watsons

Temasek is helping a drugstore giant flaunt its glow. The Singapore state investor may sell some of its 25-percent stake in health and beauty heavyweight A.S. Watson, it’s reported. The retailer’s size, moves upmarket in the mainland, and growth elsewhere in Asia could justify a premium to rivals.

The investment behemoth’s 2014 move into A.S. Watson was a bold – and pricey – bet on consumers. It is still the only other significant shareholder in a retail group at the heart of the CK Hutchison conglomerate, founded by Hong Kong tycoon Li Ka-shing. Now the world’s largest drugstore chain, the group has outlets in two dozen markets worldwide, including the flagship Watsons at home, plus supermarkets and beverage-makers.

Watson’s global reach and growth prospects did not come cheap. Temasek splashed out some $5.7 billion for a quarter of the business and a say on the board, amounting to an enterprise value equivalent to a punchy 13 times that year’s EBITDA, Goldman Sachs reckons. Li’s reputation for selling at the top, as well as rising competition from e-commerce, made that even bolder. Even today, U.S. peer Walgreens Boots Alliance trades at around nine times this year’s forecast EBITDA, Refinitiv data shows.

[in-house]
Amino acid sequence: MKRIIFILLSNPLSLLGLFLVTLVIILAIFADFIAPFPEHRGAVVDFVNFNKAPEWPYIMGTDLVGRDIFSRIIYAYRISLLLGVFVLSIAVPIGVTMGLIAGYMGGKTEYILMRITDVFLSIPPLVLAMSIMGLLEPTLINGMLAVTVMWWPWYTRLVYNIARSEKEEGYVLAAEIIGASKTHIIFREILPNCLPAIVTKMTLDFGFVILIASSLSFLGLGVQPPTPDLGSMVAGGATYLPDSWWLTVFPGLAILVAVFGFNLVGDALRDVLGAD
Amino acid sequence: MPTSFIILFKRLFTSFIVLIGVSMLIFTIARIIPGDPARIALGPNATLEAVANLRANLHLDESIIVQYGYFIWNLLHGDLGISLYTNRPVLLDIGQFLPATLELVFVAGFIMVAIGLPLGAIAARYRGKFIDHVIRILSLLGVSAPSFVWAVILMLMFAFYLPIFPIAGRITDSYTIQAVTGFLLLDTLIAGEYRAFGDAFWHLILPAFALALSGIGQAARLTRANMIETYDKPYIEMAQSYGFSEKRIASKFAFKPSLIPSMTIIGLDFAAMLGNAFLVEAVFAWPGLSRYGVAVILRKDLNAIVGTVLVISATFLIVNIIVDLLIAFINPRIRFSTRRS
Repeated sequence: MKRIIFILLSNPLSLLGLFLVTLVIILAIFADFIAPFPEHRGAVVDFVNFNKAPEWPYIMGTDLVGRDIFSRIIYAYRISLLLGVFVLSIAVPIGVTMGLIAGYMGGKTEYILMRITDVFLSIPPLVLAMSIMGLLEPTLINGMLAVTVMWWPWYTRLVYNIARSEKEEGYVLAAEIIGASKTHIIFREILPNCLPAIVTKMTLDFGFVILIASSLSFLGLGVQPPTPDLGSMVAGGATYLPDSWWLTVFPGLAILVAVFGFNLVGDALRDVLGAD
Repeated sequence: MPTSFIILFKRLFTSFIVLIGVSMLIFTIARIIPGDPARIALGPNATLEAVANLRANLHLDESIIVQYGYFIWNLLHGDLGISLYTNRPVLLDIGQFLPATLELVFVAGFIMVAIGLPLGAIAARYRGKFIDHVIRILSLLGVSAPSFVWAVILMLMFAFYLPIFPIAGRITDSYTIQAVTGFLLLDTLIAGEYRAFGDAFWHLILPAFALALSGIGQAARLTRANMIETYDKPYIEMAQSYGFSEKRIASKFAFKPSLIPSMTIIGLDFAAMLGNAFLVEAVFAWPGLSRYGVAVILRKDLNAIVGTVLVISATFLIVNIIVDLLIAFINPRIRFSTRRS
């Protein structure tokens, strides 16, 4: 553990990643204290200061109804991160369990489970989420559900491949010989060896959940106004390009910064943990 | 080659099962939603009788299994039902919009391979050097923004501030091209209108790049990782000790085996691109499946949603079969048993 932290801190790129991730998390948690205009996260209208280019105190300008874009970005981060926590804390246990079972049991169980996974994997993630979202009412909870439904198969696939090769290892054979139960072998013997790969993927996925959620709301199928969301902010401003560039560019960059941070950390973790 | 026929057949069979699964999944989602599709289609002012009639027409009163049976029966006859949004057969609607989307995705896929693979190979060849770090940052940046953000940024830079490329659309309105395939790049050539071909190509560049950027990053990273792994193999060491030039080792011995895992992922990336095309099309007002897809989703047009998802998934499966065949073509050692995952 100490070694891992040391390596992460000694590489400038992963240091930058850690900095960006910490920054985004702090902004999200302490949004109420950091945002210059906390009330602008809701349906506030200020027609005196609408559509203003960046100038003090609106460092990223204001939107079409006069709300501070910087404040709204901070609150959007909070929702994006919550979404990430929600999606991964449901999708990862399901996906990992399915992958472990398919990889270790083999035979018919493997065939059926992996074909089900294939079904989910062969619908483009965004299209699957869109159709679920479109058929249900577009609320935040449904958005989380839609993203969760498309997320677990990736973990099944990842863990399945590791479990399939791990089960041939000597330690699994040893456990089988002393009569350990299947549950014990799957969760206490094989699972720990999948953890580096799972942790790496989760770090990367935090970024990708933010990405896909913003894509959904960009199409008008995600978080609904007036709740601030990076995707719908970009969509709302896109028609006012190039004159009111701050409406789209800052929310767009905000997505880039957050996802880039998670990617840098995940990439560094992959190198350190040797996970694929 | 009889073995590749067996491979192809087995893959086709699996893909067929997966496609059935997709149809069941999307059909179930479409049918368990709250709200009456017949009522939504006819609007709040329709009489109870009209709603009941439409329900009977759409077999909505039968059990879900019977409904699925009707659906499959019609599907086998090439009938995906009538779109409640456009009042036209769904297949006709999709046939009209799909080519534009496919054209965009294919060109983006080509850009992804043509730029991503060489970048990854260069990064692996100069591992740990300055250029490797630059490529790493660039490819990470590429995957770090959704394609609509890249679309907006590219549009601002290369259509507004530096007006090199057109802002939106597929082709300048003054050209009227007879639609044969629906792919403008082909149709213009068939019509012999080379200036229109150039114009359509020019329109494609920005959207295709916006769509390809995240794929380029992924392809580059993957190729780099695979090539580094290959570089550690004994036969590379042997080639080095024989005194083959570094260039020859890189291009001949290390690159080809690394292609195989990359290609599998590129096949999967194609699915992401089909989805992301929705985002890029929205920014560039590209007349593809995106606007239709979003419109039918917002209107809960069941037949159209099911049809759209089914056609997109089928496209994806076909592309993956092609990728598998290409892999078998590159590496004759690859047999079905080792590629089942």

There are still grounds to justify a rich price tag: the retailer’s sales topped HK$83.9 billion, or $10.7 billion, in the six months to June, up a healthy 14 percent year on year. And the group continues to outperform rival bricks-and-mortar chains in terms of profitability, thanks in part to significant own-brand sales. EBITDA margins for health and beauty, for example, have stayed at an impressive 10 percent.

Fast-growing markets like Thailand, Philippines, and Malaysia are powering growth. Moreover, Watson’s health and beauty business in China, which accounted for a third of the group’s total EBITDA, is also experiencing a revival, with aggressive store expansion, online partnerships, and more white-label goods. The business as a whole managed to increase EBITDA by 13 percent year-on-year in the six months to June, compared to a 7 percent annual contraction in 2017.

Taking some money off the table now is shrewd for Temasek. The question is whether cashed-up private-equity outfits or others will be tempted to the checkout.

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